[ISEA2011] Panel: Roy As­cott – Dis­tance Makes the Art Grow Fur­ther: Dis­trib­uted Au­thor­ship and Telem­atic Tex­tu­al­ity in La Plis­sure du Texte

Panel Statement

Panel:   La Plissure du Texte

Roland Barthes’ canon­i­cal state­ment con­tains an un­der­stand­ing of tex­tu­al­ity that lies at the cen­ter of this chap­ter and in­deed in­formed the pro­ject it sets out to de­scribe. The term telem­at­ics has its ori­gins in the 1978 re­port to the French pres­i­dent by Alain Minc and Simon Nora con­cern­ing the con­vergence of telecom­mu­ni­ca­tions and com­put­ers, par­tic­u­larly in busi­ness and ad­min­is­tra­tion. Dis­trib­uted au­thor­ship is the term I coined to de­scribe the re­mote in­ter­ac­tive au­thor­ing process for the pro­ject La Plis­sure du Texte: A Plan­e­tary Fairy­tale, which is the prin­ci­pal sub­ject of this text. My pur­pose here is to ex­plore the ge­neal­ogy of the pro­ject, how the con­cept of mind­at-a-distance de­vel­oped in my think­ing, and how the over­ar­ch­ing ap­peal of the telem­atic medium re­placed the plas­tic arts to which I had been com­mitted as an ex­hibit­ing artist for more than two decades. The pro­ject arose in re­sponse to an in­vi­ta­tion in 1982 from Frank Pop­per to par­tic­i­pate in his ex­hi­bi­tion Elec­tra: Elec­tric­ity and Elec­tron­ics in the Art of the XXth Cen­tury at the Musèe Art Mod­erne de la Ville de Paris in the fall of 1983. Pop­per had writ­ten pre­vi­ously on my work, and I was con­fi­dent that his in­vi­ta­tion of­fered a per­fect op­por­tu­nity to cre­ate a large-scale telem­atic event that would in­cor­po­rate ideas and at­ti­tudes I had formed over the pre­vi­ous twenty or more years. La Plis­sure du Texte: A Plan­e­tary Fairy­tale (LPDT) sought to set in mo­tion a process by which an open-ended, non­lin­ear nar­ra­tive might be con­structed from an au­thor­ing “mind” whose dis­trib­uted nodes were in­ter­act­ing asyn­chronically over great dis­tances—on a plan­e­tary scale, in fact. As I ex­am­ine it in ret­ro­spect, I see how a com­plex­ity of ideas can cre­ate a con­text for a work whose ap­par­ent sim­plic­ity masks a gen­er­a­tive process that can bi­fur­cate into many modes of ex­pres­sion and cre­ation. It is the bi­fur­ca­tions of ideas speci.c to the con­text of LPDT—their branch­ing and con­verg­ing path­ways—that I shall ini­tially ad­dress in this chap­ter. The con­tent it­self is trans­par­ent, in­sofar as the text in its un­fold­ing is its own wit­ness.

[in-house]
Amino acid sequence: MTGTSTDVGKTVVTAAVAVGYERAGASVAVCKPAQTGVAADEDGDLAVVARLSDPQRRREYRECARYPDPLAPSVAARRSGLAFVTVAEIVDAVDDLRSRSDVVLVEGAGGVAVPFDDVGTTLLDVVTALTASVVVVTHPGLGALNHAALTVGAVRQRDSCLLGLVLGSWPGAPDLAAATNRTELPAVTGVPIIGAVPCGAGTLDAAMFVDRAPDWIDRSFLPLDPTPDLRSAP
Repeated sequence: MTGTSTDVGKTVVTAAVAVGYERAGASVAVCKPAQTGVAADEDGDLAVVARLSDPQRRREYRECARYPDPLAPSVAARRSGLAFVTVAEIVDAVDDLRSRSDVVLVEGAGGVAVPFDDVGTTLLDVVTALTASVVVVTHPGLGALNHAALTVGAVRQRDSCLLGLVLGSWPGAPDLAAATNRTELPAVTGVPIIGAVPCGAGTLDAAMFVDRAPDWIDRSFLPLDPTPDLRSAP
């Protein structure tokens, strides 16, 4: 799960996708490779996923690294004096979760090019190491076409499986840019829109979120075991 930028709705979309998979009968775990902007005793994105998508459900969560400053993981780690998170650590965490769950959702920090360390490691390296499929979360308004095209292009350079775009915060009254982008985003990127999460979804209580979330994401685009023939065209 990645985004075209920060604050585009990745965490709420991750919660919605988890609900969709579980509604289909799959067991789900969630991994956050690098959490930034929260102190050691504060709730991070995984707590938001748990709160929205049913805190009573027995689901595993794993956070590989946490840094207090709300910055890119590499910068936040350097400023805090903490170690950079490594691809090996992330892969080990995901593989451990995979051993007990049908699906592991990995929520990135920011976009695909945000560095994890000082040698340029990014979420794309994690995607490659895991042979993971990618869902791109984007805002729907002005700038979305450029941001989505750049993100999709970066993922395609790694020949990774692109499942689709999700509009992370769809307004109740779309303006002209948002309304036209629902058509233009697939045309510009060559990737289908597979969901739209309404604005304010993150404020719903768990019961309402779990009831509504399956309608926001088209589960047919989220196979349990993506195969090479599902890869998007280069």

• Roy As­cott is a British artist and the­o­rist, who works with cy­ber­net­ics and telem­at­ics, born in Bath, Eng­land. From 1955-59 he stud­ied Fine Art at King’s Col­lege, Uni­ver­sity of Durham under Vic­tor Pas­more and Richard Hamil­ton. On grad­u­a­tion he was ap­pointed Stu­dio Demon­stra­tor (1959–61). He then moved to Lon­don, where he es­tab­lished the rad­i­cal Ground­course at Eal­ing Art Col­lege, which he sub­se­quently es­tab­lished at Ip­swich Civic Col­lege, in Suf­folk. He was a vis­it­ing lec­turer at other Lon­don art schools through­out the 1960s. Then he briefly was Pres­i­dent of On­tario Col­lege of Art and De­sign, Toronto, be­fore mov­ing to Cal­i­for­nia as Vice-Pres­i­dent and Dean of San Fran­cisco Art In­sti­tute, dur­ing the 1970s. He was Pro­fes­sor for Com­mu­ni­ca­tions The­ory at the Uni­ver­sity of Ap­plied Arts Vi­enna dur­ing the 1980s, and Pro­fes­sor of Tech­noetic Arts at the Uni­ver­sity of Wales, New­port in the 1990s. As­cott is also the found­ing pres­i­dent of the Plan­e­tary Col­legium, an ad­vanced re­search cen­ter which he set up in 2003 at the Uni­ver­sity of Ply­mouth, UK, where he is Pro­fes­sor of Tech­noetic Arts. In 1964 As­cott pub­lished “Be­hav­iourist Art and the Cy­ber­netic Vi­sion”. In 1968, he was elected As­so­ci­ate Mem­ber of the In­sti­tu­tion of Com­puter Sci­ence, Lon­don (pro­posed by Gor­don Pask). In 1972, he be­came a Fel­low of the Royal So­ci­ety of Arts. His first telem­atic art pro­ject was La Plis­sure du Texte (1983), an on­line work of “dis­trib­uted au­thor­ship” in­volv­ing artists around the world. The sec­ond was his “gesamt­daten­werk” As­pects of Gaia: Dig­i­tal Path­ways across the Whole Earth (1989),an in­stal­la­tion for the Ars Elec­tron­ica Fes­ti­val in Linz, dis­cussed by Matthew Wil­son Smith in The Total Work of Art: from Bayreuth to Cy­ber­space, New York: Rout­ledge, 2007.